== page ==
Barbados Reportedly Wants To Make "Fabulously Wealthy" British Politician The First Individual To Pay Slavery Reparations

By on January 12, 2023 in ArticlesHow Much Does

It's a sad fact that there are many fortunes in the present day that are built on countless forms of exploitation, including slavery. Now, it is being reported that the government of Barbados, which a little over a year ago became an independent republic separate from British rule, is seriously considering plans to enact economic reparations on the relatives of people whose families profited from the brutal trade. In a fascinating twist, the first person who may be asked to pay up might be a member of Britain's parliament: The "fabulously wealthy" (as he's described by the task force's commissioner) Richard Drax.

Drax is reported to have traveled to the the island to discuss a possible agreement with Barbados's prime minister Mia Mottley, whose cabinet now has a report on "next steps, which include legal action in the event that no agreement is reached with Drax."

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Barbados MP Trevor Prescod is the chairman of Barbados National Task Force on Reparations, itself part of the larger Caricom Reparations Commission, reaffirmed the possibility of legal action being taken against Drax and other wealthy individuals and families who are known to have profited by slavery:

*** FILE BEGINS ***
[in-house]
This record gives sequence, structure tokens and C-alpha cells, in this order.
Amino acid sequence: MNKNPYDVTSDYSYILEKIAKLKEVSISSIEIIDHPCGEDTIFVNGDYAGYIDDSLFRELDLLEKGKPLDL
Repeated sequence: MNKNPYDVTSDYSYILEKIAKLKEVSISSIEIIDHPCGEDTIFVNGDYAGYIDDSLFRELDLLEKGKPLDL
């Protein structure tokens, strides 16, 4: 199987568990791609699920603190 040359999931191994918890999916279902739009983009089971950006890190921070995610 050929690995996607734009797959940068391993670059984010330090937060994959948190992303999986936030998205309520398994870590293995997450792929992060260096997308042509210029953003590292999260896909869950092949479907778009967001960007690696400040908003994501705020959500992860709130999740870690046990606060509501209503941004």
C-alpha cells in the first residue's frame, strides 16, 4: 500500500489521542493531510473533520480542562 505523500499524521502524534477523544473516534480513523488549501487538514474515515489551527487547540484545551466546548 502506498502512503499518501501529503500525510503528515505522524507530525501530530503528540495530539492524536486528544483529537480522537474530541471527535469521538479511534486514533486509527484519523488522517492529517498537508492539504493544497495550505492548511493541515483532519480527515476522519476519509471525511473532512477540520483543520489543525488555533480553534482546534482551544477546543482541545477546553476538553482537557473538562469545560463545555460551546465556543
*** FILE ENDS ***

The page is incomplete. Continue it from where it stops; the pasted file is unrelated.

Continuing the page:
"If the issue cannot be resolved we would take legal action in the international courts. The case against the Drax family would be for hundreds of years of slavery, so it's likely any damages would go well beyond the value of the land."

In the past, the Caricom (short for Caribbean community) Reparations Commission have sought reparations from political entities and other institutions with historical ties to slavery, but this is the first time the commission has singled out one particular family. Drax's ancestors are said to have "pioneered the plantation system" back in the 1600s, which makes him an ideal test case for the idea of paying some of his wealth back into communities that still suffer economically from slavery today.

One plan is to convert Drax Hall in Barbados to "an Afro-centric museum" and low income housing, and for Drax himself to pay for at least some of the work that would be necessary for that to happen.

David Comissiong is the task force's deputy chairman, and he says that other wealthy families are also being considered for payment of reparations, including no less than the British royal family. He also says that he hopes legal action against Drax will not be necessary:

"Drax is fabulously wealthy today. The Drax family is the central family in the whole story of enslavement in Barbados. They are the architects of slavery-based sugar production. They have a deep historical responsibility. The process has only just begun and we trust that we will be able to negotiate. If that doesn't work, there are other methods, including litigation…Other families are involved, though not as prominently as the Draxes. This reparations journey has begun. The matter is now for the cabinet of Barbados. It is in motion. It is being dealt with."

An ancestor of Richard Drax's, Sir James Drax, was among the first to colonize Barbados and he is known to have owned parts of at least two slave ships. And when slavery was abolished across the British Empire in 1833, the Drax family actually received a substantial sum for the government in exchange for freeing 189 human beings they had enslaved.

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